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Trends in uninsured clients visiting health centers funded by the Title X family planning program - Massachusetts, 2005-2012.

Carter, Marion; Desilets, Kathleen; Gavin, Lorrie; Moskosky, Sue; Clark, Jill.
MMWR Morb Mortal Wkly Rep; 63(3): 59-62, 2014 Jan 24.
Artigo em Inglês | MEDLINE | Jan 2014 | ID: mdl-24452134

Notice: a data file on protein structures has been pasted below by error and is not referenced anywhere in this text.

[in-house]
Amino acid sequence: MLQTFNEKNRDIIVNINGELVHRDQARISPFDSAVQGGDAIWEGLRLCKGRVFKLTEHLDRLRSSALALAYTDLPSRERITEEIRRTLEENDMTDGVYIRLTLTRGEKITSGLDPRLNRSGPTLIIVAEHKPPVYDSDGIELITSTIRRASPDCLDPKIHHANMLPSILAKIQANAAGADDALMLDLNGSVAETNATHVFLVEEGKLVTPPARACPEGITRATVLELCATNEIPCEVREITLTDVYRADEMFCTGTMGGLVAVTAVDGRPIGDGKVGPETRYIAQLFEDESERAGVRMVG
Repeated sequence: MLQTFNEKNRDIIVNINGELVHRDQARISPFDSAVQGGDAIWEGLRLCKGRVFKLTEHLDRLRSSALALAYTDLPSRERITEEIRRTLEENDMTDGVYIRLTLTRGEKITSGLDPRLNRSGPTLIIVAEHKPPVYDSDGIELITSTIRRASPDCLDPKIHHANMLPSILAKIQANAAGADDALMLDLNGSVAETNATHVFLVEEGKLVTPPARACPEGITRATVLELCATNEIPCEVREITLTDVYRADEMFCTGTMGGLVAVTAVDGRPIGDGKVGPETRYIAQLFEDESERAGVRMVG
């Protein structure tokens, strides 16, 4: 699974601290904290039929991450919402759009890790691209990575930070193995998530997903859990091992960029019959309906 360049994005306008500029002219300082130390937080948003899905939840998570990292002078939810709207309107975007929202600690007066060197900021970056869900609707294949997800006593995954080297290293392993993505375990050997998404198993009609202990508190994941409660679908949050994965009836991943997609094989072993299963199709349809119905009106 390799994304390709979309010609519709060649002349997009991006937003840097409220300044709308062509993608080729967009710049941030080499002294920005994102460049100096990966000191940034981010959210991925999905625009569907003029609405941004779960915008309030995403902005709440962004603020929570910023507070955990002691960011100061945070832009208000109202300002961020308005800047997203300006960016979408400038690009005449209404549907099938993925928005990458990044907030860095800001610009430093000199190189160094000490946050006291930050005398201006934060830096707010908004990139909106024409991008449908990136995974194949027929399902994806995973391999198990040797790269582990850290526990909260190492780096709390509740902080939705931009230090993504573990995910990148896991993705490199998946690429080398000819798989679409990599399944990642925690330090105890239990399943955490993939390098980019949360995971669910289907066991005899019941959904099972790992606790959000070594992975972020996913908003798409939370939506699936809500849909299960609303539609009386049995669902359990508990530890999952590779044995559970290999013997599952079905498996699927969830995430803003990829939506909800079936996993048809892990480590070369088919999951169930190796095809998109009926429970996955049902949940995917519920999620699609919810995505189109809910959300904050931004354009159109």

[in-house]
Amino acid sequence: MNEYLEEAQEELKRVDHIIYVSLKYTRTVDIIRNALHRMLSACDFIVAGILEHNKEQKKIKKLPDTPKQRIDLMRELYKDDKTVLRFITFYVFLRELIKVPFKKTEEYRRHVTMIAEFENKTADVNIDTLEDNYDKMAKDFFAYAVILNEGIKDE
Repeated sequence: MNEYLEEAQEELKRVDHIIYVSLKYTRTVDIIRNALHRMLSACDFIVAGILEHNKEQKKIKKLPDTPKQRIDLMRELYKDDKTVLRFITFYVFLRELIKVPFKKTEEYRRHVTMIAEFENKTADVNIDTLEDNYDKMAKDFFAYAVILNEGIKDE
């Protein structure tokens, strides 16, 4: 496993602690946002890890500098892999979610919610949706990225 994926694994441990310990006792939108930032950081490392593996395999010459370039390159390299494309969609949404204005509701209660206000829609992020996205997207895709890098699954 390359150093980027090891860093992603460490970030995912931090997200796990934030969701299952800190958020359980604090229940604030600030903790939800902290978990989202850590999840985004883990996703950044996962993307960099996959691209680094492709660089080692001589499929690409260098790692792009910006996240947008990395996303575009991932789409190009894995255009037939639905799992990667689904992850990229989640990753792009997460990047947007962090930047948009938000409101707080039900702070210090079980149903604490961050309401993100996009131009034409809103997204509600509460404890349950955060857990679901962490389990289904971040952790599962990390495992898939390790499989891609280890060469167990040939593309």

Resumo: In 2006, Massachusetts passed legislation that broadened access to health insurance for its residents. The percentage of the state population that had health insurance (obtained through either private insurance or publicly funded programs) subsequently increased, reaching 97% in 2011, leaving only 3% uninsured, compared with approximately 9%-20% uninsured among nonelderly residents in 2006. Given such high rates of insurance coverage, questions arise about the need for categorical public health programs designed to serve clients without health insurance. This report describes trends in the percentage of uninsured clients seen at community-based organizations in Massachusetts that received federal funding for one such program, the Title X family planning program. Title X program data from 2005-2012 indicate that client volume remained high throughout the period, and that the percentage of clients who were uninsured declined, from 59% in 2005 to 36% in 2012. Across years, young adults aged 20-29 years and persons whose incomes were 101%-250% of the federal poverty level were more likely to be uninsured than were persons in other age and income groups. After health-care reform, publicly funded family planning services in Massachusetts saw continued demand from uninsured and insured clients. Family planning services in other states implementing health-care reform might have a similar experience, and public health agencies are encouraged to track such trends to monitor the demand for such services and inform budget planning and resource allocation.